With the intriguing US national debt ceiling situation about to be resolved, the currency section is awaiting amplitude price fluctuations: the market will be returning to normal.
This week will be packed with statistics and events, namely the G7 summit, and the meeting of the eurozone finance ministers. With monetary policymakers looking to break the economic deadlock, any productive outcome might be good news for stock market buyers.
The last week of April will not be rich in statistics, yet there will be interesting things to keep an eye on.
This week, market participants will be keeping an eye on Chinese reports and price components from other countries.
The Easter holidays gave the currency market a pause, but it's now time to get back to business as usual – there are more than enough catalysts for a move.
This week will bring a stream of important statistics for the currency market, with less activity expected on Friday as Western Christians prepare for Easter.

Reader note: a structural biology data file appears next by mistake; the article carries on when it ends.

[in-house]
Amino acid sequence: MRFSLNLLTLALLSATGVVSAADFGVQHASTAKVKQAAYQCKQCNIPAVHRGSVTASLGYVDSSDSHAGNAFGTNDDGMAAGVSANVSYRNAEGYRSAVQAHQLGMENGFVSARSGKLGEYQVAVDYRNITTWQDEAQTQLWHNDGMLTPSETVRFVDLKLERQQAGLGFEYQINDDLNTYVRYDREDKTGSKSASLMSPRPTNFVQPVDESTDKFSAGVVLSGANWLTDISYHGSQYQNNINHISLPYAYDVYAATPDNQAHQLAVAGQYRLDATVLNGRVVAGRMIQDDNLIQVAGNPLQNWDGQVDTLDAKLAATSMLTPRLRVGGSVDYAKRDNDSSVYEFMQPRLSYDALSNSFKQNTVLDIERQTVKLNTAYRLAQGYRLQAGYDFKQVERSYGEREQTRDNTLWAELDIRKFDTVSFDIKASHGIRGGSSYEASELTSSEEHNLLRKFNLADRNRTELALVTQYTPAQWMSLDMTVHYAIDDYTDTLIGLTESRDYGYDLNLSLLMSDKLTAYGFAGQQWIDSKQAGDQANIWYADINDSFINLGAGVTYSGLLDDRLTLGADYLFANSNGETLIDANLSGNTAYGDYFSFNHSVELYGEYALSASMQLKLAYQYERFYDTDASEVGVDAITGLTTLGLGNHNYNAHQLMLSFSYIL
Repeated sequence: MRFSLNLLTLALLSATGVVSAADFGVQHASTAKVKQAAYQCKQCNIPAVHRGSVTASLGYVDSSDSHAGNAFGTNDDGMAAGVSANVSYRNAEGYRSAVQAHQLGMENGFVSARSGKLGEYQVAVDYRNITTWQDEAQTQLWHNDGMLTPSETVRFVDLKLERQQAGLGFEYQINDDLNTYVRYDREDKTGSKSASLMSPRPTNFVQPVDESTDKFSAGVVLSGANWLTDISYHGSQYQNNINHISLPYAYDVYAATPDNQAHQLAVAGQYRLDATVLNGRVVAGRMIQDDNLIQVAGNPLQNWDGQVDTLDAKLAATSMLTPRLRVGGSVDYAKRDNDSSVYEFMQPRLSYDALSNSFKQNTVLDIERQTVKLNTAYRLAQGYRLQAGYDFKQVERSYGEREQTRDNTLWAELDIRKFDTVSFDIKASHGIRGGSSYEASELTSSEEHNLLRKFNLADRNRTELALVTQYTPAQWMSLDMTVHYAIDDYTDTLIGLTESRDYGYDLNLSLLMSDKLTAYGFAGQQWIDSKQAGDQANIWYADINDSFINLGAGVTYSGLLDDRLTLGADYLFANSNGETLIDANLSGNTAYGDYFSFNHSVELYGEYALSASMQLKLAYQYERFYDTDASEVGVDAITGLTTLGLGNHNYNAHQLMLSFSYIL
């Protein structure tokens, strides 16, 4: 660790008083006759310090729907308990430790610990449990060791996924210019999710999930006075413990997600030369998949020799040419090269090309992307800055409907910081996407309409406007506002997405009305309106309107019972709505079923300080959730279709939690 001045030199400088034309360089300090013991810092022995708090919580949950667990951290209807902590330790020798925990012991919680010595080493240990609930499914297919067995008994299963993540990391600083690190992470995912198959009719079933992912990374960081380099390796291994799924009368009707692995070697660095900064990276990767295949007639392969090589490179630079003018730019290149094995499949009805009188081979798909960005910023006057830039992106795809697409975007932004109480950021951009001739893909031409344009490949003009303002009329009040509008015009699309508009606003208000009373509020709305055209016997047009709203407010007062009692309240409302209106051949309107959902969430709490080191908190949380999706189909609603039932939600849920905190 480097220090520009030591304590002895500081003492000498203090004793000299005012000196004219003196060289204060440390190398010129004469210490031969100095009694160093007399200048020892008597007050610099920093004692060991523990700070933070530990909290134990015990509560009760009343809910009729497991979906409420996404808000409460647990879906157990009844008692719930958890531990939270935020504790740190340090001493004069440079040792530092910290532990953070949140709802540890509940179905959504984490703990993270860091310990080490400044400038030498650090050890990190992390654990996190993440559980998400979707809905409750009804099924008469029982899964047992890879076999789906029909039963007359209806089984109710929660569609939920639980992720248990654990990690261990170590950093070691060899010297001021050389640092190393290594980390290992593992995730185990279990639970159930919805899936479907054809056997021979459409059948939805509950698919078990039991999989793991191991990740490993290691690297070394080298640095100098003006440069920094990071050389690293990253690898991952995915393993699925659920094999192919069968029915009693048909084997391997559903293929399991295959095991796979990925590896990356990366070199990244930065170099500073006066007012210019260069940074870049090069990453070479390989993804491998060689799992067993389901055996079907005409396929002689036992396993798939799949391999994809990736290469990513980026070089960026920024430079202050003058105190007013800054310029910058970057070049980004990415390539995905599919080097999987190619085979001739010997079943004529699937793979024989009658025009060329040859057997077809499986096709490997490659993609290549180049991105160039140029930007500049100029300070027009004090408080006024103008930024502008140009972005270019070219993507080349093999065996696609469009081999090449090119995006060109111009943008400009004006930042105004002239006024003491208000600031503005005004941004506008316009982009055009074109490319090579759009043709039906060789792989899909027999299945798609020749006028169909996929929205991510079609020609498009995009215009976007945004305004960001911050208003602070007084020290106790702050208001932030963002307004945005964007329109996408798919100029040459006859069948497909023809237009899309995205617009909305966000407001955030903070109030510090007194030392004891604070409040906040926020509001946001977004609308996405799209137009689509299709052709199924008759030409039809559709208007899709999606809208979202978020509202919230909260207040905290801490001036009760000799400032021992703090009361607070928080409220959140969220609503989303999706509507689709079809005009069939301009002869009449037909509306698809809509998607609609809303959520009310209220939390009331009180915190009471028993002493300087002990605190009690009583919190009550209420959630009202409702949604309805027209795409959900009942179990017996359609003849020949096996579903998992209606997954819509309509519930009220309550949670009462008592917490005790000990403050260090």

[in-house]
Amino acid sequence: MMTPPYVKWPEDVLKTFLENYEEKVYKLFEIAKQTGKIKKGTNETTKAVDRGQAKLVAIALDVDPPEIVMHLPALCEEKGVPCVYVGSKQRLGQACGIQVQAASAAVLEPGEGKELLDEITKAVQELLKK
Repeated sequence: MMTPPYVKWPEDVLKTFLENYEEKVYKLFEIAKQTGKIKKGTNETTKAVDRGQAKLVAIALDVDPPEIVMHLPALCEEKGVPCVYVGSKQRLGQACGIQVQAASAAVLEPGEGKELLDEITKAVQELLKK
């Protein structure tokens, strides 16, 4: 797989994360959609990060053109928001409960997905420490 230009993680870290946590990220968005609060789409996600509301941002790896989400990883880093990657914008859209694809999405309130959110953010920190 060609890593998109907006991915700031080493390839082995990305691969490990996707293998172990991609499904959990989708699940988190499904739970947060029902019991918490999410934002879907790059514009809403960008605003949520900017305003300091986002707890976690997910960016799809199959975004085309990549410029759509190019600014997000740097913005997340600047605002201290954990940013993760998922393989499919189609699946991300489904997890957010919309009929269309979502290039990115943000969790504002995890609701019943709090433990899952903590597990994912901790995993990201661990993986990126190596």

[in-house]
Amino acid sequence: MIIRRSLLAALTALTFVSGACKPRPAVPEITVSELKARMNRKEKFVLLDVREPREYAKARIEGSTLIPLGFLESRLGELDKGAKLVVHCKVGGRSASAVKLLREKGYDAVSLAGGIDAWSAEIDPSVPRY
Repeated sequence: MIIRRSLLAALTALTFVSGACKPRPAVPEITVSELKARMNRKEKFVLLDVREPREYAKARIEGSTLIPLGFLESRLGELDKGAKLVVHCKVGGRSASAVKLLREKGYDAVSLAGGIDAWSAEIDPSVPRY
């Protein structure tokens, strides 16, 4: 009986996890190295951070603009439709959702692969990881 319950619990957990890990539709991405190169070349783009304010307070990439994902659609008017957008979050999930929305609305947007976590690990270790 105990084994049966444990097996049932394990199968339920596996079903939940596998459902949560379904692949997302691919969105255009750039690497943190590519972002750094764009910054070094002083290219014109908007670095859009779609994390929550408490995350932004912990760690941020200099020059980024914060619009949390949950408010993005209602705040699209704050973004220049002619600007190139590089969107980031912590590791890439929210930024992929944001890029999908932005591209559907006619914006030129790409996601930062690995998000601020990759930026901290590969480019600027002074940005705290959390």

The week is not particularly report-heavy, so investors will be able to focus on the new components of the pricing environment and the details of business activity.
The meeting of the US Federal Reserve (Fed) will take place in the next few days. Expectations for its outcome are high: whether the banking crisis in the US and Europe will gain new momentum, or the situation will fade into the background depends on the regulator.
Signs of a US banking crisis are causing global investor anxiety. Investors are watching the behaviour of the USD and preparing to make trading decisions depending on its trajectory.
The currency market is going through a week of tension and stress with new forecasts for further action by the US Federal Reserve. This week, investors will try to figure out what to expect.
Investors are interested in safe assets that favour the US currency, but how long this will last is an open question.
There won't be many statistics this week, but the news backdrop will remain bright and tense.
Three interest rate decisions – from the Fed, ECB, and Bank of England – will be in the spotlight this week. On Friday, US employment reports are bound to significantly increase volatility.
This week, the focus will be on the Bank of Canada rate hike and inflation statistics from Europe and Australia.
There will not be much statistical data this week. The Monday holiday in the US and the anticipation of the Fed meeting at the beginning of February create the conditions for saving strength, and the currency section can take advantage of this.